Vincente Fox Quesada, the president of Mexico from 2000 to 2006, in a forward to Carpenter’s book, says “The fear that legalization would lead to an explosion of drug use seems unfounded. Portugal’s experience with its bold drug policy reforms over the past decade indicates that drug use might actually decline once prohibition is ended.”

So, perhaps the time has come for America to reform its drug laws. If it reduces the obscene amount of money the cartels earn, it’s worth it.

© Alan Caruba, 2012


TexasFred said...

I know the Obama regime is complicit in this, but for once I can't just point a finger at them and say it's their fault.

America, the powers that be, have done little, other than the *dog and pony* show, to actually stem the flow of drugs in and money out, and it goes back a lot further than our current POTUS.

The_Isle said...

The American economy, at least large sectors of it ie: judges, lawyers, police, probation, rehab, penal system, CPS etc, would be hard pressed to find a way to replace the lost revenue that would result from legalizing drugs. It's a larger part of our economy than people realize. There are as many people dependent on the revenue generated by the war on drugs as there are people addicted to drugs. How ironic! We need a complete reset of our legal, political and economic systems before anything will improve. Bring on the collapse. The sooner the better I say!

Pitch said...

Actually, Mexico has been a major player in supplying drugs of all kinds to the US going back for well over 100 years. We actually bought legally grown drugs during World War 11 when other sources dried up. Things really began to heat up in the 80’s and have slowly escalated into total societal chaos, breakdown and civil war in the past 6 years since Calderon’s so-called war on drugs was initiated with the help of billions of American dollars. This has in turn helped with implementing even more unbelievable massive amounts of fraud and corruption at all levels of the Mexican Government and their society as a whole. Law Enforcement and the Mexican Military are totally corrupt, with turf wars among these gangsters’ leading to incalculable numbers of mass sadistic murders, with many American victims that have never been reported. Having personally done business in Mexico for many years I can tell you with absolute certainty that Mexico is one of the most violent, out of control countries and most dangerous in the entire world. I made my last trips to Mexico in the Spring and Summer of 2008 and will never return again as I was threatened to be shot twice by the Mexican Military for absolutely no reason and on two separate occasions during those trips, Mexican Nationals tried to force my vehicle off the highway. There is no rule of law in Mexico and the gangsters have for all practical purposes taken over the entire country controlling all the illegal components such as drugs, prostitution, smuggling of illegal’s, money laundering, extortion, murder and they also control many of the so-called legal segments of the Mexican society as well. And by the way, contrary to what you may have heard the Mexican Population uses and exorbitant amount of all kinds of mind altering drugs. Another example of how bad it really is all along the border, successful Mexican businesses of all kinds have to pay bribes for protection and are extorted out of huge sums of money with many Mexican businesses moving to the American border towns and cities only to find that the Mexican and now American gangsters, extortionists and racketeers have moved into the dusty border towns all along the Rio Grande demanding even larger pay-offs and bribes. It is far worse in Mexico and all along our Southern Frontier on both sides of the border than most Americans understand and I look for Mexico to slowly continue to become even more dangerous, especially with the Institutional Revolutionary Party’s recent win of the Presidential election. They have a long history of being among the most corrupt Political Parties in the entire world and I look for their leaders to push even more illegal aliens and contraband northward, especially since our Communist Fraudulent Prez has recently granted unlimited amnesty and has affectively castrated our Border Patrol and ICE units along with all our border States from effectively implementing any semblance of common sense and enforcement procedures. The new Democratic Base is comprised of gangsters, thugs, illegal’s that cannot read, write or speak English and Gays and Lesbians…what a winning combination to assure we move “FORWARD” as a positive force in the dangerous world we each find ourselves confronted with on a daily basis. I sure hope the Mitt man has started with a Testosterone supplement regimen. He will need all the help he can garner to help him “Man Up” with the problems he will be confronted with as America’s new leader. I sincerely hope his first act will be to incarcerate Obama for treason.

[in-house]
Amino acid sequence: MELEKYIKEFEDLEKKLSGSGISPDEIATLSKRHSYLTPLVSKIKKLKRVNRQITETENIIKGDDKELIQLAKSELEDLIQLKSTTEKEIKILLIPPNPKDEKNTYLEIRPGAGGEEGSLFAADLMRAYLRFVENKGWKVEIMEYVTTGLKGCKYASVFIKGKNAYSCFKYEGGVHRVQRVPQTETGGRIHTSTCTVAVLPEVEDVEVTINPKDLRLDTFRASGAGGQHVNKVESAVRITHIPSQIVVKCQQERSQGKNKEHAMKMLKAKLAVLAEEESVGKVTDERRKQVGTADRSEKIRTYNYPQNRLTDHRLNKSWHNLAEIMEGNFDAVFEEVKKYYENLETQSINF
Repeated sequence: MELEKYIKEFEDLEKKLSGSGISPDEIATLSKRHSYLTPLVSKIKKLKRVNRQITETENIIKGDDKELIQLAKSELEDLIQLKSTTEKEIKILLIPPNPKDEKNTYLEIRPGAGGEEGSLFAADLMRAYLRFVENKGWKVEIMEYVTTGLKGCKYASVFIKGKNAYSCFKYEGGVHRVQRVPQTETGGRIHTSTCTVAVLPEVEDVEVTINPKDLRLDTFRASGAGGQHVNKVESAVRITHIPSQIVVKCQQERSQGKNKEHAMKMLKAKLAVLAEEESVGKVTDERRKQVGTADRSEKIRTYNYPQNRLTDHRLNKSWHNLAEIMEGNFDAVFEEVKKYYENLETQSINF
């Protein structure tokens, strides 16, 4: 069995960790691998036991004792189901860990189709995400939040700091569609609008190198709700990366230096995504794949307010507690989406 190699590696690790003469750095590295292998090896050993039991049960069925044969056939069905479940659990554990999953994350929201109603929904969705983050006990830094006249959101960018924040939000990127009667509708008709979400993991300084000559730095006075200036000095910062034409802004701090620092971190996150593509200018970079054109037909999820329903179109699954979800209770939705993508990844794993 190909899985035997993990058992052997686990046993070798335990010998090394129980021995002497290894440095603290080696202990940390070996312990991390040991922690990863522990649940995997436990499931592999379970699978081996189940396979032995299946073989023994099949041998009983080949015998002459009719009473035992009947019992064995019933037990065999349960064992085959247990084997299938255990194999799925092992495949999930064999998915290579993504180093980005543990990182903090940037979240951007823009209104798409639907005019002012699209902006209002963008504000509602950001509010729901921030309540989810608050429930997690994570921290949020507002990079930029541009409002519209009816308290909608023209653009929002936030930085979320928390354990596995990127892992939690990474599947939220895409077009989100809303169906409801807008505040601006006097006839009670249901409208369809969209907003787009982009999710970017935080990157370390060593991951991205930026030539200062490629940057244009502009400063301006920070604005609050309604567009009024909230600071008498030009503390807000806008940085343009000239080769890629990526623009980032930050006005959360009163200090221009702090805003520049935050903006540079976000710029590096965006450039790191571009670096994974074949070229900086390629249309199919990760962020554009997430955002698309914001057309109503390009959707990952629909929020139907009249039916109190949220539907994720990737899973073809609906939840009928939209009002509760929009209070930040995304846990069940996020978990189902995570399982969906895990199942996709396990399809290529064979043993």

LarryOldtimer said...

Our nitwit President Nixon is responsable for all of this, and his "Blue Ribbon Panel" which consisted of blithering idiots.

I would have to say that Americans did not learn anything from the terrible days of the prohibition of alcohol.